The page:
“She is paid by the county,” Mr. Pilot said, “and Romney’s tax plan could mean cutbacks.” Romney’s plan, which includes tax cuts for the wealthy, could also make it more difficult for young, middle class Americans to pay for college, Professor Michael Hoover, a political science instructor at Seminole State College, said. “It could result in higher interest rates for student loans,” Professor Hoover said. “If the cost of loans increase, people could only rely on their own income. Student loans are sometimes the only option for student. The value of Pell grants have decreased, only paying 40 percent of tuition. Student loans are one of the causes of debt for many college graduates.” Furthermore, Professor Hoover said Romney’s plan for economic growth that revolves around the trickle-down economic policy could increase the gap between the rich and the middle class. “The trickle-down economic policy,” Professor Hoover said, “is when taxes are cut for the wealthy for more investment, thus creating economic growth.”
Along with learning to navigate a new campus, figuring out parking and getting to class on time, college freshman often experience “The Freshman 15” during their first year of college. Dictionary.com defines the freshman 15 as “the average amount of weight gained by students during their first year of college.” Students on the Sanford/Lake Mary campus gave advice for staying healthy and avoiding becoming another statistic. Seminole State student Daniela Valencia said, “The best advice I can give is don’t skip meals because you have to keep your metabolism going and take the stairs. I see so many people using the elevator and it’s just lazy.” Another Seminole State student, Allison Vermast, said she brings fruit for breakfast. “I usually will eat a banana or something to hold me over through my morning classes,” she said. “And pack your own lunch.” Along with eating right, exercise can help aid in overall health, but students must fit working out into their daily balance of school, work and social lives. Seminole State student Chris Knight said exercise is important. “I am in the military,” he said, “so I run 2 miles, twice a day. Don’t sit around and play video games. Get up and do something.”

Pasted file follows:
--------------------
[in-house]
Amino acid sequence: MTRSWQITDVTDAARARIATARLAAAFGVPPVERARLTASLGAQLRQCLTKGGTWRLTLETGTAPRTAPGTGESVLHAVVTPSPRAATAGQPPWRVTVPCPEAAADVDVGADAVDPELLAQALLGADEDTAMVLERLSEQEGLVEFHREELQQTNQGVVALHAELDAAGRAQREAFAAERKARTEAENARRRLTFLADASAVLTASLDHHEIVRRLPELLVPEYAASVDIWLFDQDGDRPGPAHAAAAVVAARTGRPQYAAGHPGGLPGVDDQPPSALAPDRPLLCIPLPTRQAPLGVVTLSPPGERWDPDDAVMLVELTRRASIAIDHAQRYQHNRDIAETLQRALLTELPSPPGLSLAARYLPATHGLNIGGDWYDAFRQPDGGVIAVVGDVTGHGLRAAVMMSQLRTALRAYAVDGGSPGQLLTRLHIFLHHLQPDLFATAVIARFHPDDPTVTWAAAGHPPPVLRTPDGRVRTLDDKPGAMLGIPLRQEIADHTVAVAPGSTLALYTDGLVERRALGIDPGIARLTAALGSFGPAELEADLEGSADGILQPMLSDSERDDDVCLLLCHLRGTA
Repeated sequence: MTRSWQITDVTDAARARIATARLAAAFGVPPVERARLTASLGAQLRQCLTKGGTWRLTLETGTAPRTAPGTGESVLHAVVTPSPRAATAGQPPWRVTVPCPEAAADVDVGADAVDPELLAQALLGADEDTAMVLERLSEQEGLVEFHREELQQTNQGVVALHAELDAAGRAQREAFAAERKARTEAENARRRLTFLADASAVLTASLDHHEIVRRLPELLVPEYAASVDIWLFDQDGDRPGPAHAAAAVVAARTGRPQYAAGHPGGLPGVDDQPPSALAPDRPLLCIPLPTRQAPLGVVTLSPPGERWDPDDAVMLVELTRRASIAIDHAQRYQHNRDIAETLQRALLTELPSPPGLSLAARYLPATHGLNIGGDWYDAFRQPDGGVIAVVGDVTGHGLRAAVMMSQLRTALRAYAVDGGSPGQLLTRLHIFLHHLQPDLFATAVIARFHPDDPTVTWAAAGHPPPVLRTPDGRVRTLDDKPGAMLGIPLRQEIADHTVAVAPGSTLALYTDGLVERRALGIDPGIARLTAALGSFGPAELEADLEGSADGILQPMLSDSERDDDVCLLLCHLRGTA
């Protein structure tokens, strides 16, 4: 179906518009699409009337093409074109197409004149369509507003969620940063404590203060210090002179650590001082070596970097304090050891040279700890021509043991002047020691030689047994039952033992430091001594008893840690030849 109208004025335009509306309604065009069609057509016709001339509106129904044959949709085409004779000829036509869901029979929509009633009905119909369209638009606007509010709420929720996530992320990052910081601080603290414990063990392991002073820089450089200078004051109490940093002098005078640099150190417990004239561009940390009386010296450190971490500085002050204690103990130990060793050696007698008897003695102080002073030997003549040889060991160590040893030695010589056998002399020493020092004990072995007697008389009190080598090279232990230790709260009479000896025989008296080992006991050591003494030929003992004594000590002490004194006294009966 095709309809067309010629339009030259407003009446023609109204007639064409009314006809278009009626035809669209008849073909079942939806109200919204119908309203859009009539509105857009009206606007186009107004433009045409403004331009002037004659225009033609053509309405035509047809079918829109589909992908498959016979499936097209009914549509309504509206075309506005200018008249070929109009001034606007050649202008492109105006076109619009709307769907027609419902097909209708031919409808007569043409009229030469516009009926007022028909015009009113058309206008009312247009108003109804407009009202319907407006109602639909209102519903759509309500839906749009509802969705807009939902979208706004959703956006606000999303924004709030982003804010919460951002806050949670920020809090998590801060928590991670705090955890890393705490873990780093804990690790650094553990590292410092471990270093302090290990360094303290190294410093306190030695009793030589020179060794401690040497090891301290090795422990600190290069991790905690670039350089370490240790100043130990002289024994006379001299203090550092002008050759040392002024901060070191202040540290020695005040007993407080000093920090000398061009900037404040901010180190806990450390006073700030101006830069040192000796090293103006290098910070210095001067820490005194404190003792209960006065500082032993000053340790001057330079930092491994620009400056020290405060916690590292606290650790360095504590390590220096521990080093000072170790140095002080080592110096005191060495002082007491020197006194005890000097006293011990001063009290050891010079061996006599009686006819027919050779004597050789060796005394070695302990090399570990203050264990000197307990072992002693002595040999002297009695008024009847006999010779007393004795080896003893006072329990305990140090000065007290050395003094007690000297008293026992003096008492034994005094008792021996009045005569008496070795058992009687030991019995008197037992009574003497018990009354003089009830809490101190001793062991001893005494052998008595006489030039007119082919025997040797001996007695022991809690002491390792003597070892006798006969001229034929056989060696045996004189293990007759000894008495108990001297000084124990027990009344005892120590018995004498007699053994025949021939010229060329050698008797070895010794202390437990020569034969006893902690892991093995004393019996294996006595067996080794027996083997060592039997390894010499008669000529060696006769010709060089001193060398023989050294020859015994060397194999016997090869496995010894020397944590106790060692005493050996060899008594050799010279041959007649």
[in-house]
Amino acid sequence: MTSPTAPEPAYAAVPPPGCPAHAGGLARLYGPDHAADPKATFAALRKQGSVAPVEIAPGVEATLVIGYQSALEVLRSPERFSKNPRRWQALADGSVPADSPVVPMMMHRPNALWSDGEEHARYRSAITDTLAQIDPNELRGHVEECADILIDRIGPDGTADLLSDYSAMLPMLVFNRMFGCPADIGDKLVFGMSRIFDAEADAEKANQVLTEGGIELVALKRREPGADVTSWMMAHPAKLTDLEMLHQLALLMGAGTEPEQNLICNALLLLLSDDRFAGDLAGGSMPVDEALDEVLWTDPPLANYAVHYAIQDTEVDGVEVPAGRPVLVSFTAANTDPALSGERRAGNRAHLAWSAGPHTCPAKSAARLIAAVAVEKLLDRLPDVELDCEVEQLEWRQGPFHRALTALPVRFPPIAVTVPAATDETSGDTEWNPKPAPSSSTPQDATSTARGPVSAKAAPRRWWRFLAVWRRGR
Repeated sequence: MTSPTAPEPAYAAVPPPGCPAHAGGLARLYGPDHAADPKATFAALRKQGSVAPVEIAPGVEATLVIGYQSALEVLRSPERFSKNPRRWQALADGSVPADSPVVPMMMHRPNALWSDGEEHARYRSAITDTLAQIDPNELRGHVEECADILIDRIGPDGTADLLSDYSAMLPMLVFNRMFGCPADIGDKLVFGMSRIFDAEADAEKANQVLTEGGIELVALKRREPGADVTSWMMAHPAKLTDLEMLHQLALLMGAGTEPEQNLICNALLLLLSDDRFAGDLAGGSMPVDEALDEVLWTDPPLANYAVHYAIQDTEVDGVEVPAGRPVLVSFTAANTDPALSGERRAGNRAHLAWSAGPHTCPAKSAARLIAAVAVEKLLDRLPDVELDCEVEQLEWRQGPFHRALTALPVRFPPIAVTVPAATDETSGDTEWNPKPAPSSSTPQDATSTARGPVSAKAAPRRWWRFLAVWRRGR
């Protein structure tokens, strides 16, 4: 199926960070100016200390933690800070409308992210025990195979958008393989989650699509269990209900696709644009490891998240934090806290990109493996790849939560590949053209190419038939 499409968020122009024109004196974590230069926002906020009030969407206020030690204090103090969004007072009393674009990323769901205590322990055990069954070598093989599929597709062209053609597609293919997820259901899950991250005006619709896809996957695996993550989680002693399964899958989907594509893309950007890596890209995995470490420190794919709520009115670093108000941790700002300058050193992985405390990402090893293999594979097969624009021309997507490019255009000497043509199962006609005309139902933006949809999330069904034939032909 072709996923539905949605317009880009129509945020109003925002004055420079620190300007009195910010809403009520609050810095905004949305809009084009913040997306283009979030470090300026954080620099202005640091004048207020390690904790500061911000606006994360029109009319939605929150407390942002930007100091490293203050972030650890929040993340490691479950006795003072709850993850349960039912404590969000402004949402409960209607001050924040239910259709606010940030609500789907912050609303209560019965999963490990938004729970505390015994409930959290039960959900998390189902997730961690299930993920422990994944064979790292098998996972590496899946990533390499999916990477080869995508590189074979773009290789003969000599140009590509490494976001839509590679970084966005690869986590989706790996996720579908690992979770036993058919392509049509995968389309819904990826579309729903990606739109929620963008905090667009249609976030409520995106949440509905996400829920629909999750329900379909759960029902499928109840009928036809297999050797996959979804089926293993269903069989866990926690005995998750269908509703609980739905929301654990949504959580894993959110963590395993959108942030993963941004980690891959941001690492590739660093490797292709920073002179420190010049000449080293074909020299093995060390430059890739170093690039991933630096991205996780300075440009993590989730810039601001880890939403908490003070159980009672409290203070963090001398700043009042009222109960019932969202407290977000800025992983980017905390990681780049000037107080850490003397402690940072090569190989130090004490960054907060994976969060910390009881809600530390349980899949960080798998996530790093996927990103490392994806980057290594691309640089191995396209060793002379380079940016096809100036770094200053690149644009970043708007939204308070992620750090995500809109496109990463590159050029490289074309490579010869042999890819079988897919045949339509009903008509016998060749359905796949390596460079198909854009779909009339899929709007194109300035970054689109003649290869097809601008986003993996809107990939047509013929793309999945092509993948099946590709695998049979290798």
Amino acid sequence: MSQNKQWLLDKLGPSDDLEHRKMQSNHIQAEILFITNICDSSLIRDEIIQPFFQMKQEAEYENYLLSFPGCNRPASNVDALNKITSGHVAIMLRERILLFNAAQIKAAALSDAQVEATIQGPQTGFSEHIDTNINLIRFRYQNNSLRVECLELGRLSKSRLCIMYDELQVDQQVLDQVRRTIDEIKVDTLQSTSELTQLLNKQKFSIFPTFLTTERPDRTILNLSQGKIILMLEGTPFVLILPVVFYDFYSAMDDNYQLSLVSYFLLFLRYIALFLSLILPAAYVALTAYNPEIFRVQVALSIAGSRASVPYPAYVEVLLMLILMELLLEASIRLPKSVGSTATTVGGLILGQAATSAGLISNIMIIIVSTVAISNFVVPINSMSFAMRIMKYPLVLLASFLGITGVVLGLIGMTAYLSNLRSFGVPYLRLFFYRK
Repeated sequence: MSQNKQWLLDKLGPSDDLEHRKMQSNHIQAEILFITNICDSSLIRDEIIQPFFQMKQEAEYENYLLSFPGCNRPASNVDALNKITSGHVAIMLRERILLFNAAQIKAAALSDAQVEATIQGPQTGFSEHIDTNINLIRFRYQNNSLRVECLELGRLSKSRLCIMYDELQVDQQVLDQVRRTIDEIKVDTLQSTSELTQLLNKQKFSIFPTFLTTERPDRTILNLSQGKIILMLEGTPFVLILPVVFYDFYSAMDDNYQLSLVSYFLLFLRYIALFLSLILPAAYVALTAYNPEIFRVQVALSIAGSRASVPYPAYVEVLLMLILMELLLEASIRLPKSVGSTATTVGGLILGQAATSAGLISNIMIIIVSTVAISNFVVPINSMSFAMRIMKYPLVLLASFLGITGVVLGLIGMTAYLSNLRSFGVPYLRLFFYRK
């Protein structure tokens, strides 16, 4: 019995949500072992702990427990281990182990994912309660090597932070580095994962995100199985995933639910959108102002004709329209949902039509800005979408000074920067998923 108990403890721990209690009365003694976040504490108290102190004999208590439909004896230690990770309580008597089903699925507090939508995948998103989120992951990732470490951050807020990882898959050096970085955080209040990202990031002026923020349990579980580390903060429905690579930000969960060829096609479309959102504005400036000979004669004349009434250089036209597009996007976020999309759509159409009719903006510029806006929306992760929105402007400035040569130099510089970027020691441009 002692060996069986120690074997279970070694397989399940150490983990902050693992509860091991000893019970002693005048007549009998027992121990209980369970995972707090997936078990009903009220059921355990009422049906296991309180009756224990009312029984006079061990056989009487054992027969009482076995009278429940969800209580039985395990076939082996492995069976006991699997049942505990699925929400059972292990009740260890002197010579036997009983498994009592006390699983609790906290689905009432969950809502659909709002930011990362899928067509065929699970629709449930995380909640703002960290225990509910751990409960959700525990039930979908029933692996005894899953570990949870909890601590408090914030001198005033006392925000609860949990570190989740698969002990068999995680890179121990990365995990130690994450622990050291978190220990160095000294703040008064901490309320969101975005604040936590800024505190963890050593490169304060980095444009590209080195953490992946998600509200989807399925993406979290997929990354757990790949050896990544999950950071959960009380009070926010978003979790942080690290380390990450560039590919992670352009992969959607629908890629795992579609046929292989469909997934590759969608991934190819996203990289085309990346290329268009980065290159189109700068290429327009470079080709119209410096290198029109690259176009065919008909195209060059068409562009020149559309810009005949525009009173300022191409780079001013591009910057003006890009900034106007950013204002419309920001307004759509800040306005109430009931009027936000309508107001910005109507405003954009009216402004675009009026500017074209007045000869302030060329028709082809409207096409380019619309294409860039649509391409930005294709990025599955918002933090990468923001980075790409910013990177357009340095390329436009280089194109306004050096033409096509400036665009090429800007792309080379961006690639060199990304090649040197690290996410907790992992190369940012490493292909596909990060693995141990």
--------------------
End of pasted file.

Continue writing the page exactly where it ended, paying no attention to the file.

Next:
These tax cuts will be given to the rich as well as corporations.
And student Anthony Shamro said, “If you eat right, your mind will do better and you’ll get good grades.”